The government, through the State Department of Micro, Small, and Medium Enterprise (MSME) Development, says it is shocked at the rate at which small businesses in Kenya are collapsing which sounds like the biggest irony because they know exactly why they are collapsing.
“We are so concerned at the rate at which some MSMEs are closing. It is really alarming and it is now forcing us to step up our efforts in terms of nurturing these MSMEs so that they cannot wind up,” said Festas Wangwe, director of the central planning and monitoring unit in the State Department of MSME.
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The “shocking” revelations by the government that it is “shocked” come at a time millions of SMEs in Kenya have been sinking due to the high cost of doing business in the country coupled with numerous taxes imposed on them by the Kenya Kwanza Government.
“There are certain policies that we have to address that are really affecting the MSMEs ranging from multiple taxes especially from both from national and county governments. We have efforts we are putting in place to harmonize this so that MSMEs can be supported,” added the official from the department.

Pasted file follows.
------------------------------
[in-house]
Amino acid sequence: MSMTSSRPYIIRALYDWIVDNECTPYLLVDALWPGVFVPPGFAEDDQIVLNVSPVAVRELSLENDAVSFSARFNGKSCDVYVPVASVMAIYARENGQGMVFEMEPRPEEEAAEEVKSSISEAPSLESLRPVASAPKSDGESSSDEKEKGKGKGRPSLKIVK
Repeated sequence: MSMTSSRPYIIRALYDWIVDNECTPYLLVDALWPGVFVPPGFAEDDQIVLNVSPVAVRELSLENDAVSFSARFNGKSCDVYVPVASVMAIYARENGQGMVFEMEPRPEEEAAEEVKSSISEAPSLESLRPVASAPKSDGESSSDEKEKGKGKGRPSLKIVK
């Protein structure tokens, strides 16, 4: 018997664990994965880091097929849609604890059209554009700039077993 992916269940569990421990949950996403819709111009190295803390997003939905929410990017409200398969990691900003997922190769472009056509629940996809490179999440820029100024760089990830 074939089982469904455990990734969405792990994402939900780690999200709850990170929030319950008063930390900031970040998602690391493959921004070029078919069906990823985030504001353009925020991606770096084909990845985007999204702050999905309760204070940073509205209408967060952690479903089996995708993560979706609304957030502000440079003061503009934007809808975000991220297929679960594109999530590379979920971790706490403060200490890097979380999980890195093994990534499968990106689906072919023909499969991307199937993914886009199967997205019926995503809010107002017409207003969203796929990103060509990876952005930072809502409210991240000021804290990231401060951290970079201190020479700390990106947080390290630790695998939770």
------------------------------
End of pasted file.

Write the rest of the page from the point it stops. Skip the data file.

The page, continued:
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Stats from the Kenya National Bureau of Statistics (KNBS) indicate that at least 2.2 million SMEs shut down operations in Kenya in 5 years to 2016. This means that at least 450,000 of them were shutting down annually, 30,000 monthly, and 1,000 daily.
According to the Kenya Institute for Public Policy Research and Analysis, SMEs contribute to over 90% of the total labor force and play a key role in poverty reduction and economic development. They are also a source of innovation, competitiveness, goods and services, and entrepreneurial skills. There are over 7.4 million SMEs employing approximately 14.9 million Kenyans in various sectors of the economy.
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